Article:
When I was a student in the early 1980s working at St. Elizabeths Hospital in Washington, D.C., I had the opportunity to witness first-hand the plight of those “excluded and marginalized” from society due to mental disorders. At that time, one of the programs run by the hospital, which opened in 1855 as the first psychiatric hospital in the United States, provided care for mentally handicapped refugees and immigrants—both those admitted due to acute need for psychiatric care and those adjudicated to be criminally insane. Here, I helped deal with the “extreme of behaviors” experienced by “catatonic” patients who were confined to locked wards and monitored around-the-clock by security guards.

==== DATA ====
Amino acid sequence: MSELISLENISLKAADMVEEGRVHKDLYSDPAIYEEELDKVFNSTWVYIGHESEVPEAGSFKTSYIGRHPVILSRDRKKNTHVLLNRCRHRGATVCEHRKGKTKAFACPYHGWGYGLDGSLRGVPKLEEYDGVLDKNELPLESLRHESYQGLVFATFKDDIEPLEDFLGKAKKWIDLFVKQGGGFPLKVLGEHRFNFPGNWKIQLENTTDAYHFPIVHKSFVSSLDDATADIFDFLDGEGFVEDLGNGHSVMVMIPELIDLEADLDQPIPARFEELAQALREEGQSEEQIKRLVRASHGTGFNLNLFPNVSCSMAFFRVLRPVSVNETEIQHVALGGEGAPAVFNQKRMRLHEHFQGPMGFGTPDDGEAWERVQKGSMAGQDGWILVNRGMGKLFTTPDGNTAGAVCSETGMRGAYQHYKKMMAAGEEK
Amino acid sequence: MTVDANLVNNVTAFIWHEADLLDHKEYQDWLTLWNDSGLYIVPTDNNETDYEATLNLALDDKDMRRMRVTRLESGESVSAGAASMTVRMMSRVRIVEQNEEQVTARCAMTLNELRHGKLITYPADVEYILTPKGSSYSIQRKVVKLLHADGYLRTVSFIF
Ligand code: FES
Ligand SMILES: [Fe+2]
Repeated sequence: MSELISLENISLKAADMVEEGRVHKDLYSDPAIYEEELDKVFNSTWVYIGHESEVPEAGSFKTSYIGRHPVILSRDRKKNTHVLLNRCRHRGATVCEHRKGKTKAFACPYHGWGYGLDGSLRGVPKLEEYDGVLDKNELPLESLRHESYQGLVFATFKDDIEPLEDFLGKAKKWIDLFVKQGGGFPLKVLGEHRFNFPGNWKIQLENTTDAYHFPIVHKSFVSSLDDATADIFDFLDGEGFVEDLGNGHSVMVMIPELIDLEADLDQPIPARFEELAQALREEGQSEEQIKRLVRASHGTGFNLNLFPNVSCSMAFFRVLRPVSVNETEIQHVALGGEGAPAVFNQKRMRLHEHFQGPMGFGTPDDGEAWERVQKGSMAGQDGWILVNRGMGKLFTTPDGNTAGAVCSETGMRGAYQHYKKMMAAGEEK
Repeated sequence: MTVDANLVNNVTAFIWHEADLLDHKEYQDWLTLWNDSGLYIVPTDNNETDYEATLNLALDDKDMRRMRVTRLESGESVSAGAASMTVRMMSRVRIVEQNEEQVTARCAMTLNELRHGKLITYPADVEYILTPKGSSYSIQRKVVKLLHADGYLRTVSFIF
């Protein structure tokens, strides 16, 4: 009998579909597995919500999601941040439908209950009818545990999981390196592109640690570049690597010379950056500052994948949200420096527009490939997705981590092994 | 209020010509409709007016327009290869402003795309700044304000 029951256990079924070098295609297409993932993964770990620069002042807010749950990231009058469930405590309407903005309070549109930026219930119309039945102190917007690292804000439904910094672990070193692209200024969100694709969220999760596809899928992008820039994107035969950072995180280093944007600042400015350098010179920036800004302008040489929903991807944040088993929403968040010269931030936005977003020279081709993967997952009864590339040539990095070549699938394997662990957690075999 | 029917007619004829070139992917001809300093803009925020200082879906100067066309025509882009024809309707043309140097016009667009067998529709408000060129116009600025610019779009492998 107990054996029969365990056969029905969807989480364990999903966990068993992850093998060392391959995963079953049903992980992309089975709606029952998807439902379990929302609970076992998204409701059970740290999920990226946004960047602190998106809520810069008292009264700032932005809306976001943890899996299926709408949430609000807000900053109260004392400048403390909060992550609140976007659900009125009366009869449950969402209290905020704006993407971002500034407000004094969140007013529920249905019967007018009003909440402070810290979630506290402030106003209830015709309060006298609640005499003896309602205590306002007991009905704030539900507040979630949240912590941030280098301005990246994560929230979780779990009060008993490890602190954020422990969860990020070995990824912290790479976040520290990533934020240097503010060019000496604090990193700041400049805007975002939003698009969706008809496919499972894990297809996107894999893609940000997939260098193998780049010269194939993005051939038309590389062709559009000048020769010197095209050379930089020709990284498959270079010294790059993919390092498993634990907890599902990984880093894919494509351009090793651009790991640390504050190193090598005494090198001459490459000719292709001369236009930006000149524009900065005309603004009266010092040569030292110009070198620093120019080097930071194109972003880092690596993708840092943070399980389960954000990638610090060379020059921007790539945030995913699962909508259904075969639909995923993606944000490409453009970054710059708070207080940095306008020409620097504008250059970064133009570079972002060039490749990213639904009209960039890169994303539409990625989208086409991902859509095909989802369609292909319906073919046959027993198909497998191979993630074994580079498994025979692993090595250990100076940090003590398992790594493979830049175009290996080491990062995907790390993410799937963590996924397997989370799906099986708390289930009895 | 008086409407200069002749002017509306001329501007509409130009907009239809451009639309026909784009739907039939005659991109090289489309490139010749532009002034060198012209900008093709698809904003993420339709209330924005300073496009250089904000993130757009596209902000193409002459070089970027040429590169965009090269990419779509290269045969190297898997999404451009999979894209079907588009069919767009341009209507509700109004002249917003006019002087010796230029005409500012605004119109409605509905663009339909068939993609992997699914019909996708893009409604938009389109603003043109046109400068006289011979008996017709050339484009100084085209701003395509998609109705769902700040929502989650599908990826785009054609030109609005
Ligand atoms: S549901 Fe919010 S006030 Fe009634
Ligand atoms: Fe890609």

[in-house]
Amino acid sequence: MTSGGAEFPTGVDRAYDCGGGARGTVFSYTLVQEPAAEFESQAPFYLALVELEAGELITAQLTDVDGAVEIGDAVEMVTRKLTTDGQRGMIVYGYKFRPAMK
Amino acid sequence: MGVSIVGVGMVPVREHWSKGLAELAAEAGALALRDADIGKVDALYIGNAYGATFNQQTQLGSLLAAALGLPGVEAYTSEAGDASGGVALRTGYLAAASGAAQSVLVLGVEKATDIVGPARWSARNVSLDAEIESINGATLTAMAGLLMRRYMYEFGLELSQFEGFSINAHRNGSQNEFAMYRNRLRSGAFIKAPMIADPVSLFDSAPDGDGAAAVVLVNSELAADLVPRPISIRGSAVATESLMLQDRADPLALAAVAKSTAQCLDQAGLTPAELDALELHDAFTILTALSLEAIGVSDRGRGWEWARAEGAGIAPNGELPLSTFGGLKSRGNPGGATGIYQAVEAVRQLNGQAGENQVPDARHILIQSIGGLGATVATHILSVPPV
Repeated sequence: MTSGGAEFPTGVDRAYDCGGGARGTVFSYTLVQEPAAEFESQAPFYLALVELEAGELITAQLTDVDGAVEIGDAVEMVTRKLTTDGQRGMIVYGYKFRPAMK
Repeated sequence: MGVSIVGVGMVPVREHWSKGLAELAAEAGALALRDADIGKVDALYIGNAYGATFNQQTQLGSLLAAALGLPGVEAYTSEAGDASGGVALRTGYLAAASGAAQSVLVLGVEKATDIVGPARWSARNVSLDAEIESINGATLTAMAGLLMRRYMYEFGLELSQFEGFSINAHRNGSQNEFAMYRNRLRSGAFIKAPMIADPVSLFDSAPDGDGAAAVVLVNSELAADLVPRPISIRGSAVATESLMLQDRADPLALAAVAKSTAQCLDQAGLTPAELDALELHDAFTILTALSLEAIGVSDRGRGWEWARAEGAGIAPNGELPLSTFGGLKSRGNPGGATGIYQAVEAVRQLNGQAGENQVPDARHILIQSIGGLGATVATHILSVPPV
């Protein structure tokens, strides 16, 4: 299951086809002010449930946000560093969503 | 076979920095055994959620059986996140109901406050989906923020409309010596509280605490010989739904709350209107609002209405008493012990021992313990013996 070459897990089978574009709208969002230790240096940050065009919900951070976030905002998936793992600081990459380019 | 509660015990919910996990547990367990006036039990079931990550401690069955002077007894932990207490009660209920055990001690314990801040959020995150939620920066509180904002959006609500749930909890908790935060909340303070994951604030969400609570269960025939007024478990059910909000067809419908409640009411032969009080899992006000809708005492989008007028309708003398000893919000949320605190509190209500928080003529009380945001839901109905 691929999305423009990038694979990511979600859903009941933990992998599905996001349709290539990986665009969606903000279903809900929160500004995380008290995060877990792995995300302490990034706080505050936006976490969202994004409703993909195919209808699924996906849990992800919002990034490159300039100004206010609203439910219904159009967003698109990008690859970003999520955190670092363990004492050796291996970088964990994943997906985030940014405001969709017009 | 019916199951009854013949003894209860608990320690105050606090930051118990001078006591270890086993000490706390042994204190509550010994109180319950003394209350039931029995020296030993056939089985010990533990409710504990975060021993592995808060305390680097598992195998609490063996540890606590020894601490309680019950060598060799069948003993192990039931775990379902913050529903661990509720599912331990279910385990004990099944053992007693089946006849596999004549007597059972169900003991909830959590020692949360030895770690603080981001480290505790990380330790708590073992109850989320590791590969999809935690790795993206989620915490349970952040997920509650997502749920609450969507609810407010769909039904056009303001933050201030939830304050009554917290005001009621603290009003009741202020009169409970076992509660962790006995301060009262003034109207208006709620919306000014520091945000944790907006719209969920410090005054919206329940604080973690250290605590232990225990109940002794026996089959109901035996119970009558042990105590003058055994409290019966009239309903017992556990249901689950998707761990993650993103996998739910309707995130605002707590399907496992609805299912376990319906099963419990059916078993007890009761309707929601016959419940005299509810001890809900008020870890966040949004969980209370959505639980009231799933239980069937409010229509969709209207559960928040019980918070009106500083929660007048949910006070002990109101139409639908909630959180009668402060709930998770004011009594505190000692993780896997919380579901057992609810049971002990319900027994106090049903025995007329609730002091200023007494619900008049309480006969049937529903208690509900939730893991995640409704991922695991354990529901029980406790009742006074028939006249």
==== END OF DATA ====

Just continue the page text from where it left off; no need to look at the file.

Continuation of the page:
These patients included those who were not able to speak, move or respond, or appeared to be in a daze; and those that were overexcited or hyperactive, mimicking sounds or movements around them. I also experienced the joy of seeing some of these patients recuperate as a result of drug therapy and psychosocial support that helped manage their symptoms and start a process of supervised re-integration into the community. This often meant being discharged to a “halfway” house--a residence for persons after release from institutionalization for mental disorders.
We need to be clear, however, and accept the reality that ill mental health is not only limited to persons with severe mental disorders confined to psychiatric hospitals. Ill mental health is a widespread but often “invisible” phenomenon. Many of us or our parents, partners, sons and daughters, have felt a sense of loss or detachment from families, friends and regular routines. We also have experienced nervousness and anxiety about changes in our personal and professional lives, as well as real or imagined fears and worries that have distracted, confused and agitated us.